For months, U.S. military officials in Baghdad have put together elaborate briefings with Power Point displays and defused munitions to highlight the questionable activities of the Iranian Revolutionary Guards, specifically the Qods Force branch, in Iraq. These briefings were generally missing one thing: a clear assertion that the Revolutionary Guards, or IRGC, are directly responsible for American deaths. That assertion came in a briefing with Brig. Gen. Kevin Bergner, the U.S. military spokesman, today. Bergner said that the IRGC had helped plan an attack in Karbala last January that killed five American soldiers. He added another twist: the Qods Force have been using Hizbullah operatives as a "proxy" to help train Shia fighters in Iraq and carry out attacks against the Coalition and Iraqi security forces. "They are killing Iraqis," he said. "They are killing Iraqi security forces. In addition to the threat that they are to the Coalition force. So this is a threat for the government of Iraq as much as it is for the Coalition."
The bulk of the information Bergner presented today was pieced together from a March 20 raid in Basra that nabbed three key individuals along with computers and documents. Two of the detainees, Qais Khazali and his brother Laith, had been previously identified. Qais once worked as a spokesman for radical cleric Moqtada Sadr but splintered off from the movement at the end of 2004. According to Bergner, Qais headed up the "Secret Cells" or "Special Groups," Shia militia elements "funded, trained and armed" by the Qods Force. Documents found with Qais showed he had ordered several attacks against Coalition forces in Basra. Asked about Sadr's current influence over these groups, Bergner said, "They're operating outside his control." Laith was a smaller player in these Special Groups which, Bergner claimed, receive somewhere between $750,000 and $3 million dollars a month from Iran.
The third individual grabbed in the raid, Ali Musa Daqduq, had not been previously identified by the U.S. military. Efforts to pin down his identity may have been delayed because he initially claimed to be a deaf mute and gave U.S. military officials an alias. Bergner said in the briefing today that Daqduq's identity had been corroborated through interviews with other individuals linked to the Special Groups as well as documents found during the raid. Daqduq, who's Lebanese, joined Hizbullah in 1983 and commanded a special operations unit. He also coordinated protection for Hizbullah secretary general Hassan Nasrallah. According to Bergner, Daqduq was sent to Iran in 2005 to meet with representatives from the Qods Force. In the past year, Daqduq made four trips to Iraq to liaise with the Special Groups and help train their fighters in the use of mortars, rockets and IEDs as well as the use of kidnapping techniques. "He was tasked to organize the Special Groups in ways that mirrored how Hizbullah was organized in Lebanon," Bergner said. Qods Force and Hizbullah instructors, Bergner claimed, train groups of 20 to 60 Iraqis at a time in three camps near Tehran.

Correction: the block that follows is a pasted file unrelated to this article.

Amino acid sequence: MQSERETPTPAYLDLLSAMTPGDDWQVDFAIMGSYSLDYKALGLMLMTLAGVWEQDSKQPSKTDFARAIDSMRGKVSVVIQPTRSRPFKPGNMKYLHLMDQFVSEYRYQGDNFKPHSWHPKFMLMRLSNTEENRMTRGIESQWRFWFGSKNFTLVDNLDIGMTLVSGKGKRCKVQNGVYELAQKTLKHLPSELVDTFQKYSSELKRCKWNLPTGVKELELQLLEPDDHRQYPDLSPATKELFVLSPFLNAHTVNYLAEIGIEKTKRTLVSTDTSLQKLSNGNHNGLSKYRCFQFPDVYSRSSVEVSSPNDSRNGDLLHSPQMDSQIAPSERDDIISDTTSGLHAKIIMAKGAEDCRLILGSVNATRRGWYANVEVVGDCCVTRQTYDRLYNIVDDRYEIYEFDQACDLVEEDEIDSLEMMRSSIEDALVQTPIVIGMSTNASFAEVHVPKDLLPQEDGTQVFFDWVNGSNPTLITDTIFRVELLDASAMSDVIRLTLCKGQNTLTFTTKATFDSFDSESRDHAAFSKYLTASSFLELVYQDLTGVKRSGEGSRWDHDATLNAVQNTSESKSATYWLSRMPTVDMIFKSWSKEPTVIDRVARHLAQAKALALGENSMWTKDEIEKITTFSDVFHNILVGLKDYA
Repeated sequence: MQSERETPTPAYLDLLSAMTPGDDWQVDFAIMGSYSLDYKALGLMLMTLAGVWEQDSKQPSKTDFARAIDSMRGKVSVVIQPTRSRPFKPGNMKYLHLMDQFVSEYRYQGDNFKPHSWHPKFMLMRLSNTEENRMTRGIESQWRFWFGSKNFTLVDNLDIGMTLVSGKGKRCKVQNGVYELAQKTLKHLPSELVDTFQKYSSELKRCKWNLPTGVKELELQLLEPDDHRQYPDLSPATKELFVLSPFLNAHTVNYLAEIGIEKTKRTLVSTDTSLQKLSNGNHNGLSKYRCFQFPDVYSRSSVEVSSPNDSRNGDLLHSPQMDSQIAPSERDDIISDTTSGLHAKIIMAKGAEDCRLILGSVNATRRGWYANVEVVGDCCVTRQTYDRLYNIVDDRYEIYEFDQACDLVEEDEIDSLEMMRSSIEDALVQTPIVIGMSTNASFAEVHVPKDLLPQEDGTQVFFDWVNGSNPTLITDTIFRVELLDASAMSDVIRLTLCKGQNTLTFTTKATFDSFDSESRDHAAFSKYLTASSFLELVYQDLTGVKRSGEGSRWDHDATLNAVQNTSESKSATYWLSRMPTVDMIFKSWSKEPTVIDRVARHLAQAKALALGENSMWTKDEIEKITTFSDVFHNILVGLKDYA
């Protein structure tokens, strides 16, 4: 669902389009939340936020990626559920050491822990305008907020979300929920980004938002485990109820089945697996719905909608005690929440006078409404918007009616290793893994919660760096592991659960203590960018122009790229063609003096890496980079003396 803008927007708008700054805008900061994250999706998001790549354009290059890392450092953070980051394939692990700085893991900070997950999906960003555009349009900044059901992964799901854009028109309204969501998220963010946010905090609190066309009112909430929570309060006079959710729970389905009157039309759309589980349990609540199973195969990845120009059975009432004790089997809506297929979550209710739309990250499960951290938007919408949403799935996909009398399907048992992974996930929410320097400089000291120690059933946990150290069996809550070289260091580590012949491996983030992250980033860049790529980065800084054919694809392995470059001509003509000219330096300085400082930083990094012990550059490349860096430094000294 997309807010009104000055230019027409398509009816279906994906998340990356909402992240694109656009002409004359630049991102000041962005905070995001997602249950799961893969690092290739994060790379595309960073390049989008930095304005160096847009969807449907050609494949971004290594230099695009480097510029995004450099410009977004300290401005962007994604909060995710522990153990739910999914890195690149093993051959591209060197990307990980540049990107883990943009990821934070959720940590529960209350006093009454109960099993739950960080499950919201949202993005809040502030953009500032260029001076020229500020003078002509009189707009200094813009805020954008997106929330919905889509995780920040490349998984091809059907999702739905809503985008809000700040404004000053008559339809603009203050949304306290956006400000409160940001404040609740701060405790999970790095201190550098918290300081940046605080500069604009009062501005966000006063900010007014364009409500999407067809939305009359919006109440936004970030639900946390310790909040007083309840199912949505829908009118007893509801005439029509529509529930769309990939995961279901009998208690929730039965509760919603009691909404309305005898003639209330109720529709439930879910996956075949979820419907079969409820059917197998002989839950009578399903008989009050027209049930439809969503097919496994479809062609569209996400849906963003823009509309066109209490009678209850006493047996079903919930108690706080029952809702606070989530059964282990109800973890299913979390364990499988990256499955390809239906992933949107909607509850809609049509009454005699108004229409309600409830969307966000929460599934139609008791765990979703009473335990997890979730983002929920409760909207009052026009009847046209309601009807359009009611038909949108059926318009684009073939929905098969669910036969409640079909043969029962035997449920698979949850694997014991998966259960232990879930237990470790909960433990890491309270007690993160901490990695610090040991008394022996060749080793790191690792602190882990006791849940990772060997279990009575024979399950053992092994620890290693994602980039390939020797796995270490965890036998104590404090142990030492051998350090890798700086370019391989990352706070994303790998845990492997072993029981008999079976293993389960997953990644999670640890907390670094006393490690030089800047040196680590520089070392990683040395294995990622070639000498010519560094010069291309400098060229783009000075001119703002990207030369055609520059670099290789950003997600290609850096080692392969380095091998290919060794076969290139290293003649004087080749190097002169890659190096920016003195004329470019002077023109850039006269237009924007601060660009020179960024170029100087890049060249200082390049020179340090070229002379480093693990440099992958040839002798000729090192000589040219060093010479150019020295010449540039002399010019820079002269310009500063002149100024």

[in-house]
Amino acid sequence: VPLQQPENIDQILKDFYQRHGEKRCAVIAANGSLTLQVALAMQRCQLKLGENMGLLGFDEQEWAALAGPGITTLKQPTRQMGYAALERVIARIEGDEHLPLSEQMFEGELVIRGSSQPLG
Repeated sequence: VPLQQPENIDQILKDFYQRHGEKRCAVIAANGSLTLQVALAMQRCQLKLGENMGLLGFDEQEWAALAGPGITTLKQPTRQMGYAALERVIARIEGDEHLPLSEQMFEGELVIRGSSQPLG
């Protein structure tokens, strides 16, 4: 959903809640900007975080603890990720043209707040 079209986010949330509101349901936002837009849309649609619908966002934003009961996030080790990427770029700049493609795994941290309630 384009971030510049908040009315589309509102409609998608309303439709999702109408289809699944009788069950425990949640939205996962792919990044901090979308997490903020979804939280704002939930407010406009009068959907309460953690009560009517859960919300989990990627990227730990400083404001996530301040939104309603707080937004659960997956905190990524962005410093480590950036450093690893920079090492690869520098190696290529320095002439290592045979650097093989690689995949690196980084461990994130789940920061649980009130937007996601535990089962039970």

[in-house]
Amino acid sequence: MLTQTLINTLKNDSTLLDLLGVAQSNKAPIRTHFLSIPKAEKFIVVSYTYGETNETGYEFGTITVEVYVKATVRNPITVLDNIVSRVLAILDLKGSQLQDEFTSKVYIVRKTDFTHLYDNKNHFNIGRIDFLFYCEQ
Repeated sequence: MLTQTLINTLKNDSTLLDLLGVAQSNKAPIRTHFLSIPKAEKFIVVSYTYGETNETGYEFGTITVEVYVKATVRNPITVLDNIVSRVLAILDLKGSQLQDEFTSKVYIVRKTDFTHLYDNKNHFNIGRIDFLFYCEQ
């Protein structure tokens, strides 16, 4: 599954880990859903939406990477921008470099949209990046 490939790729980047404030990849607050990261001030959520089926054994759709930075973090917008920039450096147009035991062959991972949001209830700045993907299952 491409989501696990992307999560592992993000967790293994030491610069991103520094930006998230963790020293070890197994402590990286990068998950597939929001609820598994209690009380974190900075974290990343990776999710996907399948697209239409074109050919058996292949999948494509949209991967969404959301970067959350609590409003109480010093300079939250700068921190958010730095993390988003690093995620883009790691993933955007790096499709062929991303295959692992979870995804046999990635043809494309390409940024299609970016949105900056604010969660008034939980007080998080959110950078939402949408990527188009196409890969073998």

Since February, approximately 21 high-level members of these Special Groups have been nabbed and three have been killed. Still, Bergner said that these groups "remain a serious concern." And they're involved in all kinds of nasty business: "planning and execution of bombings, kidnappings, extortion, sectarian murders, illegal arms trafficking." But the most high-profile attack attributed to these Special Groups is the raid on the Provincial Joint Coordination Center in Karbala. That attack, on January 20, showed a level of sophistication that Iraqi insurgents, both Shia and Sunni, had not demonstrated before. The attackers used American-style uniforms, IDs and cars to get into the Karbala compound. Iraqi security officials interviewed at the time said the attackers also spoke English. Five American soldiers were cuffed and pulled out of the compound during the raid and they were later shot when Iraqi security forces closed in on the attackers. The Qods Force, Bergner said today, "had developed detailed information regarding our soldiers's activities, shift changes and defenses and this information was shared with the attackers." The man thought to have led the attack, Azhar al Dulaymi, an Iraqi, was killed by U.S. forces on May 19.
For their part, Iranian officials have repeatedly denied any links to the Karbala attack or any role in supporting Shia militias. Asked about the Karbala attack in a NEWSWEEK interview last February, Iran's ambassador to Iraq, Hassan Kazemi-Qomi, said, "We don't have a role in any of these kinds of actions. And these accusations, from our standpoint, are condemnable." It's puzzling why the U.S. military would roll this information out now. A few weeks ago, Qomi met with U.S. Ambassador Ryan Crocker in Baghdad, one of the few times in the past quarter century that representatives of the two countries have met face to face, and it seemed like the diplomatic efforts were on track. According to Bergner, the point of the briefing today was to bring about a "reconciliation of intent" – in other words, pressure the Iranians to match their diplomatic rhetoric with their actions on the ground. And he pointed his finger at the top. "Senior leadership in Iran are aware of this activity," Bergner said. He also said it would be "hard to imagine" that Iranian Supreme Leader Ayatollah Ali Khamenei wasn't aware of the activities of the Revolutionary Guard.
It's harder to imagine how the diplomatic efforts between Iran and the United States can proceed after today's briefing.